How is Primo in the studio?
He kept it funky when I spoke to him on the phone. I told him where I wanted to go with it and he said, “Listen, man, have your lines memorized. Don’t come in here with no fucking paper.” That really put me under pressure because I have problems memorizing my verses before I get to the studio. After I lay them down, I’m good. It worked out better because it was probably my tightest flow to date. I was in the booth for quite awhile. It was always “Nope, you can do better.” He kept it funky. I put all my faith in him and it ended up working out perfectly.
And then Lil’ Fame and Papoose came through for the remix.
That worked out great. Papoose is a real lyricist and I respect him for kicking the real shit in a time when no one else is. And M.O.P is one of my favorite groups of all time. When you think of official street shit, you think of M.O.P. I wanted it to be more hardcore on the remix. Premier did all the scratches too. It was like a dream come true. I already accomplished half of my life’s goals at this point.
What are the other goals?
I want to get a record deal, be in The Source and XXL and work with Dr. Dre. I’m halfway there! I’ve already been in The Source and XXL and deals are getting thrown at us. I also spoke to Primo about doing more tracks for the album and he’s with it.
What was your inspiration for “100 Jewels”?
I was just chilling in Brooklyn listening to J.Dilla’s Donuts. I started freestyling over all those beats and some of those bars started coming to me. I wanted to do it but J.Dilla had just passed and it was just such a sensitive thing and I didn’t want to do a freestyle on his beat. I didn’t want anybody to take it as disrespect even though it was honoring me. I had a Roc Raida beat from DJ Deadeye. I spit the rhymes I had to that beat and touched it up a little bit. It was crazy. Without J.Dilla’s Donuts, I never would have written “100 Jewels.”
Why did you put some of your older tracks on Hood Politics 4?
I’m bigger now as an artist than I was then. Some of those tracks were unreleased and some of them are from my older Hood Politics. I’m definitely in a better position now. That’s the main reason for that. Throwing the classics on there was Statik’s idea. I got about 300 songs and we looked over all my joints and decided on the five or six hottest ones. We rolled with those.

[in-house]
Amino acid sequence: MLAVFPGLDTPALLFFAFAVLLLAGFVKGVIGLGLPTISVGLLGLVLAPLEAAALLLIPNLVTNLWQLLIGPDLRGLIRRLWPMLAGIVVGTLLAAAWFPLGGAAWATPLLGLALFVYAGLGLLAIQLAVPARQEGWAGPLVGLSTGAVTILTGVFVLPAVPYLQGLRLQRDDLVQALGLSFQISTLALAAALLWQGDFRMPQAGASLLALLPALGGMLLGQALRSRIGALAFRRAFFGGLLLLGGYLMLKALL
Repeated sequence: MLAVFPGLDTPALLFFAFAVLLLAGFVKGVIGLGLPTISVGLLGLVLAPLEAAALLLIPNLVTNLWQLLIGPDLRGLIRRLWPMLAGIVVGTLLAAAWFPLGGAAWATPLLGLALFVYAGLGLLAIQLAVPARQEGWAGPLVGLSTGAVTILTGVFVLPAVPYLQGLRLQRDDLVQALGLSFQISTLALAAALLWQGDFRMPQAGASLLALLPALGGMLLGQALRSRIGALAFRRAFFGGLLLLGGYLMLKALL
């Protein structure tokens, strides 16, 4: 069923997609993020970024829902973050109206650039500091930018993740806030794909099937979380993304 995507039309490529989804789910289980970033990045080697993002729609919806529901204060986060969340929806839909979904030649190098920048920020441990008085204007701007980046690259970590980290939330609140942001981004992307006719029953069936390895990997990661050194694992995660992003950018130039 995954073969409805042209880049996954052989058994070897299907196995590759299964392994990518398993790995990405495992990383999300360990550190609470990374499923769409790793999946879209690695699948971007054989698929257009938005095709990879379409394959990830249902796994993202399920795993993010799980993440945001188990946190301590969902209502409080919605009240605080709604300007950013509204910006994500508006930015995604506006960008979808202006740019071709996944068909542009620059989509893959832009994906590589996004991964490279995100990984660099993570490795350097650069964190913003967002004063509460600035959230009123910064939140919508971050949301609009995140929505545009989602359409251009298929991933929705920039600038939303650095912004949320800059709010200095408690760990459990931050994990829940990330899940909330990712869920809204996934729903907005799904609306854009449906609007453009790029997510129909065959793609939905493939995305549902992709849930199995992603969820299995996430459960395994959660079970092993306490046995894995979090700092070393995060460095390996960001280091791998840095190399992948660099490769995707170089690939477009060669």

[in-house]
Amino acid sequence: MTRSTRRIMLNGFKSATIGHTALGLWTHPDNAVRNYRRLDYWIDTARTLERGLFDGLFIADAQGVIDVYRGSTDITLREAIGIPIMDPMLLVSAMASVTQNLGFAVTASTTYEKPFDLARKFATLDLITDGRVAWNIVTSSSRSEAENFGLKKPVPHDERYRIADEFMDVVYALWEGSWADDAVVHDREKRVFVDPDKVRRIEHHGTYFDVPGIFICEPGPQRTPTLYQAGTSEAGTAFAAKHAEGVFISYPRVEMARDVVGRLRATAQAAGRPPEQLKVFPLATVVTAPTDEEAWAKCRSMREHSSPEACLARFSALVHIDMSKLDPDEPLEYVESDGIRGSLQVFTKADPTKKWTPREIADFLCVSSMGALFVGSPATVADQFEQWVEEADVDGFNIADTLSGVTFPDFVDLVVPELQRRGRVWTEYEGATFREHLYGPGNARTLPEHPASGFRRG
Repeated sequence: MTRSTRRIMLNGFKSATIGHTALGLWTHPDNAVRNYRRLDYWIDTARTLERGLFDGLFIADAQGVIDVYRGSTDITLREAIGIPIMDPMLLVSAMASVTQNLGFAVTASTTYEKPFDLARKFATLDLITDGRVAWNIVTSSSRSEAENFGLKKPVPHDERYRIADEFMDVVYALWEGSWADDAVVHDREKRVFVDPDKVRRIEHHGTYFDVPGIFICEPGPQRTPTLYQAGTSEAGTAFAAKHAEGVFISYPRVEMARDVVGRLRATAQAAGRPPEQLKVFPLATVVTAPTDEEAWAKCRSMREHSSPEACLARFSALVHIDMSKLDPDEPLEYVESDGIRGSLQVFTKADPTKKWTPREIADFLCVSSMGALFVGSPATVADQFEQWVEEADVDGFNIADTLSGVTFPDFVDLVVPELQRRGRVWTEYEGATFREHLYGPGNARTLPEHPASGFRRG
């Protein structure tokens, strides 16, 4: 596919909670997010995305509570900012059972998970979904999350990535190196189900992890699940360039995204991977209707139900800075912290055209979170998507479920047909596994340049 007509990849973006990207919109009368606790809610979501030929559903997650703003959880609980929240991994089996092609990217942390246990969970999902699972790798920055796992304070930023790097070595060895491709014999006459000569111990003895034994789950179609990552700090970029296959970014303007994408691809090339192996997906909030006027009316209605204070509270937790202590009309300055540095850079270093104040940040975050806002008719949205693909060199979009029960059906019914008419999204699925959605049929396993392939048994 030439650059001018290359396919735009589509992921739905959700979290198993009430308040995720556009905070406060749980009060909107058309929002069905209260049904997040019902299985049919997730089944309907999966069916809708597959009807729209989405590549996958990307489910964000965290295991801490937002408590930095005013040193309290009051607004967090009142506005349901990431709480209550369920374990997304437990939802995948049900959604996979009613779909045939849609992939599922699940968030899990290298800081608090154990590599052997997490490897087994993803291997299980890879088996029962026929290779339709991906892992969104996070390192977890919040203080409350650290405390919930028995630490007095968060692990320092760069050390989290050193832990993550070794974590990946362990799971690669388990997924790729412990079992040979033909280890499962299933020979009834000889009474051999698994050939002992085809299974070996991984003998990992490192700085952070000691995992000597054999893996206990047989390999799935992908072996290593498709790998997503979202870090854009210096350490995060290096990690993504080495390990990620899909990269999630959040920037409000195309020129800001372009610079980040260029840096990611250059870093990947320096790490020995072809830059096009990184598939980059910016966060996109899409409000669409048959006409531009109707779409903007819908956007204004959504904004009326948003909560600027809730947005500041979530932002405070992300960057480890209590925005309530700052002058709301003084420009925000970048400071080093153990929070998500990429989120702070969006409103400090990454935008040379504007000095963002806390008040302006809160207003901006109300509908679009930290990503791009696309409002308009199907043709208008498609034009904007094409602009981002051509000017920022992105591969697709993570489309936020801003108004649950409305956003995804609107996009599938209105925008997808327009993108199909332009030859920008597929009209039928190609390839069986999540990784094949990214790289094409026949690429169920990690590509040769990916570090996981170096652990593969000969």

Are you still spending most of your time in Massachusetts?
I spend a lot of time in New York City, but I have a daughter about to turn 3. I have a custody battle going on so I go up there and bring her to school a few days and have her on the weekends. When I’m not with Aaliyah, I’m trying to be out in New York making moves with Statik and Dan Green. I spend about half my time in both places.
Does having a daughter keep you on your grind?
Hell yeah. If it wasn’t for Aaliyah, I would be dead or in jail. That’s 100% truth. Before I had my daughter, I was wiling out. I was carrying guns and just doing dumb shit. Now that I look back on it, I could have gotten 100 years on some dumb shit. It’s not like I’m some street guy or on some thug shit, but that’s the category you’re put in when you do that stuff. She really, really shined a new light on me. I grew up a poor kid in Lawrence with no heat. We had to keep nailing the windows shut because it kept getting broken into and the back door wouldn’t shit. Out of the thirteen apartments, eleven of the people were on crack. My mother and the old lady down the hall were the only ones not on crack. That was in the early ‘90s when crack was still heavy. Just seeing the way that I grew up and the way I had to live, I knew I never wanted to go through that shit. It’s a real motivation for me to have her to make sure she never has to live like me.
How has the label hunt been going?